Ever since Pahlaj Nihalani took over the Central Board of Film Certification in 2015, his past transgressions as a producer have been gleefully resurrected by his critics. One of the most memorable among them is the song Khada Hai from Andaz (1994), among the many films Nihalani produced in the 1980s and ’90s. Nihalani allegedly recalled the song and its reputation and cited it a cause for wanting director Kushal Nandy to get rid of the word “khada” from his film Babumoshai Bandookbaaz.
Directed by David Dhawan, Andaz stars Anil Kapoor as Ajay Kumar, a mild-mannered school teacher who can fight the bad guys if need be. The principal’s daughter Jaya (Karisma Kapoor) is infatuated with Ajay, but it is against his morals to have an affair with her. Instead, he marries orphan Saraswati (Juhi Chawla), who is too much of a sanskari simpleton to please Ajay in all the ways he would like.
One night, after being denied sex by Saraswati, Ajay sleeps outside the house but starts to feel the pangs of pleasure. He shouts “Snake!” and a concerned Saraswati walks out. Ajay drums on her waist with his fingers, Saraswati makes a face, and Khada Hai (“It is standing”) begins.
As Ajay declares “Khada hai, khada hai”, Jaya hugs her pillow hard and shivers. Throughout the song, Ajay wants to enter the house, while Saraswati keeps the doors closed (“Dar pe tere aashiq khada hai, khol khol khol darwaza khol.”) The lyrics are by Indeevar.
The song-and-dance routine is later joined by the neighbours, who are shooed away by Saraswati with a broom. Ajay’s after-hour aerobatics are in vain. Saraswati does not relent, and the night is saved without any “humping scenes”.
It's not just about goodwill - inclusivity is a good business decision.
To reach a 50-50 workplace scenario, policies on diversity need to be paired with a culture of inclusiveness. While diversity brings equal representation in meetings, board rooms, promotions and recruitment, inclusivity helps give voice to the people who might otherwise be marginalized or excluded. Inclusion at workplace can be seen in an environment that values diverse opinions, encourages collaboration and invites people to share their ideas and perspectives. As Verna Myers, a renowned diversity advocate, puts it “Diversity is being invited to the party, inclusion is being asked to dance.”
Creating a sense of belonging for everyone is essential for a company’s success. Let’s look at some of the real benefits of a diverse and inclusive workplace:
Better decision making
A whitepaper by Cloverpop, a decision making tool, established a direct link between inclusive decision making and better business performance. The research discovered that teams that followed an inclusive decision-making process made decisions 2X faster with half the meetings and delivered 60% better results. As per Harvard Business School Professor Francesca Gino, this report highlights how diversity and inclusion are practical tools to improve decision making in companies. According to her, changing the composition of decision making teams to include different perspectives can help individuals overcome biases that affect their decisions.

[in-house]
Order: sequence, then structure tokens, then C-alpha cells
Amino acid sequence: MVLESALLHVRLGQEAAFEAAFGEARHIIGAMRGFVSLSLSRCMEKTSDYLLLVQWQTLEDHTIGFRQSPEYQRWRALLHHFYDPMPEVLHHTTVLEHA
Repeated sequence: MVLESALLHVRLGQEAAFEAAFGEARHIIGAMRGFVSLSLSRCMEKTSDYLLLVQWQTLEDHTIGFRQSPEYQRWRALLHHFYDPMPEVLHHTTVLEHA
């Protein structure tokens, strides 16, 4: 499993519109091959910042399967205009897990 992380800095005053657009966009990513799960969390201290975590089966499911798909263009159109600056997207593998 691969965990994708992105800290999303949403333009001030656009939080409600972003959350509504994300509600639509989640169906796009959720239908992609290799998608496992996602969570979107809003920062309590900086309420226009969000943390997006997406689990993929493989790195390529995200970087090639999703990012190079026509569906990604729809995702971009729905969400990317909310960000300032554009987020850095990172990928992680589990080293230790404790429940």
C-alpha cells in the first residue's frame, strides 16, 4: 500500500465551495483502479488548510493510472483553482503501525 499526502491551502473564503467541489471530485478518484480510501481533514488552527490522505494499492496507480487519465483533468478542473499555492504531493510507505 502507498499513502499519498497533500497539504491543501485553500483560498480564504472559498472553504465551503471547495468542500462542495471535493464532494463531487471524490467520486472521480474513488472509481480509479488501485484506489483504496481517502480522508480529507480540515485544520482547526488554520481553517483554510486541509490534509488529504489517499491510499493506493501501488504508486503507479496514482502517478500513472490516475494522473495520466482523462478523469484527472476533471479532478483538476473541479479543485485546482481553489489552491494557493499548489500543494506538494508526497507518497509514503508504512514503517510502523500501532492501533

Higher job satisfaction
Employee satisfaction is connected to a workplace environment that values individual ideas and creates a sense of belonging for everyone. A research by Accenture identified 40 factors that influence advancement in the workplace. An empowering work environment where employees have the freedom to be creative, innovative and themselves at work, was identified as a key driver in improving employee advancement to senior levels.
A research by Catalyst.org stated the in India, 62% of innovation is driven by employee perceptions of inclusion. The study included responses from 1,500 employees from Australia, China, Germany, India, Mexico and the United States and showed that employees who feel included are more likely to go above and beyond the call of duty, suggest new and innovative ways of getting work done.
Shirley Engelmeier, author of ‘Inclusion: The New Competitive Business Advantage’, in her interview with Forbes, talks about the new global business normal. She points out that the rapidly changing customer base with different tastes and preferences need to feel represented by brands. An inclusive environment will future-proof the organisation to cater to the new global consumer language and give it a competitive edge.
An inclusive workplace ensures that no individual is disregarded because of their gender, race, disability, age or other social and cultural factors. Accenture has been a leading voice in advocating equal workplace. Having won several accolades including a perfect score on the Human Rights Campaign’s Corporate equality index, Accenture has demonstrated inclusive and diverse practices not only within its organisation but also in business relationships through their Supplier Inclusion and Diversity program.
In a video titled ‘She rises’, Accenture captures the importance of implementing diverse policies and creating an inclusive workplace culture.
To know more about inclusion and diversity, see here.
This article was produced by the Scroll marketing team on behalf of Accenture and not by the Scroll editorial team.